In preparing for an offering, issuers will need to obtain updated information regarding covered persons. A sample questionnaire requesting information from an investor is available here. For entities such as hedge funds that may have continuous offerings, periodic updates will need to be undertaken. The SEC did not issue specific guidance for the frequency of such updating, but it did indicate that it expects “that issuers will manage [the need for periodic updating] through contractual covenants from covered persons to provide bring-down of representations, questionnaires and certifications, negative consent letters, periodic re-checking of public databases, and other steps, depending on the circumstances,” which gives some indication of the type of factual inquiry and updating that is expected.

Effectiveness of final rules

The final rules regarding the “bad actor” disqualification can be found here; also, see the SEC’s Fact Sheet regarding such disqualification here. The rules are effective beginning September 23, 2013.

A sample questionnaire for review with your legal counsel is available here: Sample Rule 506 Covered Person Questionnaire.pdf.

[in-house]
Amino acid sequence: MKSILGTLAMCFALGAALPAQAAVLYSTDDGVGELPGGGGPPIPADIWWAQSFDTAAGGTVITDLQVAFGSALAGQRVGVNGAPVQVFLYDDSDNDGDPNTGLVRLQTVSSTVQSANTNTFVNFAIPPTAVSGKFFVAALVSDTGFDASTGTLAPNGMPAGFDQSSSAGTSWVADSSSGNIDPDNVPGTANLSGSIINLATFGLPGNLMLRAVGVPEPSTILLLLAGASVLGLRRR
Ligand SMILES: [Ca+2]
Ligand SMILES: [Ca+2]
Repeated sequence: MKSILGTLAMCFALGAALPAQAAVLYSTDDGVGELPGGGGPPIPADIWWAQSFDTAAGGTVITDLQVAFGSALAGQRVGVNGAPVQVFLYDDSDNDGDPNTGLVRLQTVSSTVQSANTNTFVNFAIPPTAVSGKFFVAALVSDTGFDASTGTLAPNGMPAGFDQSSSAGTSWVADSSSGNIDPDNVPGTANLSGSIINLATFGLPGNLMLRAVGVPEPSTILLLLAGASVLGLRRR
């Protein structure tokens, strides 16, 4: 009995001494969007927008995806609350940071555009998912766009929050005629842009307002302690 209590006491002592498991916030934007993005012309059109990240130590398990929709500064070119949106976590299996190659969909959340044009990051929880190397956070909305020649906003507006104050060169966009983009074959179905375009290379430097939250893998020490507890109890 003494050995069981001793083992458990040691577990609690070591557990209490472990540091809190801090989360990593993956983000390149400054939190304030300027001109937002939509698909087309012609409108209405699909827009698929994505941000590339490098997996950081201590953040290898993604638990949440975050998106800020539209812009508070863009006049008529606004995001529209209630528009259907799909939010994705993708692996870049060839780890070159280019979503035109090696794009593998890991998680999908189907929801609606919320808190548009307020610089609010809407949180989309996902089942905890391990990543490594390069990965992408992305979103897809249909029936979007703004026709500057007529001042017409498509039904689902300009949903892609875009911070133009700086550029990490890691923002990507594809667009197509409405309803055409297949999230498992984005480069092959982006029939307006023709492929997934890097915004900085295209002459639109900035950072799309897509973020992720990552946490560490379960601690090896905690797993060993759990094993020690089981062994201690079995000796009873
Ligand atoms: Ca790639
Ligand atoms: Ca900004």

The Venture Alley

The Venture Alley is a blog about business and legal issues important to entrepreneurs, startups, venture capitalists and angel investors. The Venture Alley is edited by Asher Bearman, Trent Dykes and Megan Muir, corporate and securities lawyers at DLA Piper.

Contributing authors to The Venture Alley include corporate and securities lawyers from the Seattle office of DLA Piper, which Chambers USA describes as "[a] team that exceeds all expectations" (Chambers USA: America's Leading Lawyers for Business 2010), as well as attorneys from other DLA Piper offices and practice areas. In addition to representing entrepreneurs, startups, venture capitalists and angel investors, DLA Piper's lawyers also assist some of the nation's top companies with their SEC reporting, public offerings, M&A, cross-border transactions and general commercial and securities litigation.

Material in this work is for general educational purposes only, and should not be construed as legal advice or legal opinion on any specific facts or circumstances. For legal advice, please consult your personal lawyer or other appropriate professional. Reproduced with permission from DLA Piper LLP. This work reflects the law at the time of writing.